• I am very happy about all this news today, but have one negative thought (sorry) – too bad this is all about bike safety and not about transportation changes overall.

    End message: those weirdos who choose to bike need help staying safe; cars are still just fine and dandy. Where’s the encouragement to move people from driving to biking?

    But seriously, this is great news, and an important first step towards that. You need to have the infrastructure in place before you can start telling people they should be using it…

  • It’s step one and it’s a great place to start. You could easily triple or quadruple the number of cyclists pretty quickly with low cost and quickly achievable projects.

    Then they will start talking about BRT in a few months hopefully, then perhaps some better regional rail integration strategies and a whole lot of new services will start to come online in about 5 – 8 years.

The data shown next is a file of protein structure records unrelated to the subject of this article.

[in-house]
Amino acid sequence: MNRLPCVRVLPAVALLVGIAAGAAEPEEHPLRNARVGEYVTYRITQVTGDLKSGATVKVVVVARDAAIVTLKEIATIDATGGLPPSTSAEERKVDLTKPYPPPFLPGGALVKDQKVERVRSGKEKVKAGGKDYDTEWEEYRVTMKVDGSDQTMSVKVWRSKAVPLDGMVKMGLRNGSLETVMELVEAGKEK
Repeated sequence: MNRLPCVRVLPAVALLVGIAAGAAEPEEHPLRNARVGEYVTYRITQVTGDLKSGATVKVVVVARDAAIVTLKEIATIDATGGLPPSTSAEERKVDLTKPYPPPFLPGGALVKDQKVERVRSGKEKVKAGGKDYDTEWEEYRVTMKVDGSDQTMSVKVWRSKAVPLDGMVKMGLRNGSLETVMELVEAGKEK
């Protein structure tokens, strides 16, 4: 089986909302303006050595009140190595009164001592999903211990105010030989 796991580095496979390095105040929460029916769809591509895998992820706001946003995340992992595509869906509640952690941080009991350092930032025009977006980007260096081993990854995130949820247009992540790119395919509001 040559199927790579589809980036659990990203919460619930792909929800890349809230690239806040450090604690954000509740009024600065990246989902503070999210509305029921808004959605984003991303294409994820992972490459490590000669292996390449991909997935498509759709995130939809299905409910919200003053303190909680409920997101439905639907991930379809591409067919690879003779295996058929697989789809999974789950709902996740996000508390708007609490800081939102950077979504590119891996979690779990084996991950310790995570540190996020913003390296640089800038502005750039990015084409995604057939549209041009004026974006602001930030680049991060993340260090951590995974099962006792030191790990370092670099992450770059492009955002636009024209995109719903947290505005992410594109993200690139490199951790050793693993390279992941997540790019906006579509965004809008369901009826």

And about the safety part – this report shows pretty clearly that bike lanes matter and should be considered as much a part of the safety landscape as crosswalks for pedestrians.

  • alex

    As the statistics show that nearly all bicycle fatalities involve motor vehicles, I would have preferred to see more emphasis on awareness and enforcement of motor vehicle regs in addition to the laser-like focus on cycling issues.
    Also, if an un-helmeted cyclist is injured in an accident and cannot afford the medical expenses, who gets stuck with the bill?

  • Annon Y. Mouse

    Whoa, whomever did this…congratulations to the city, the advocates, the people of NYC, if much of this really happens the winners of NYC will be all of us.

  • Matthew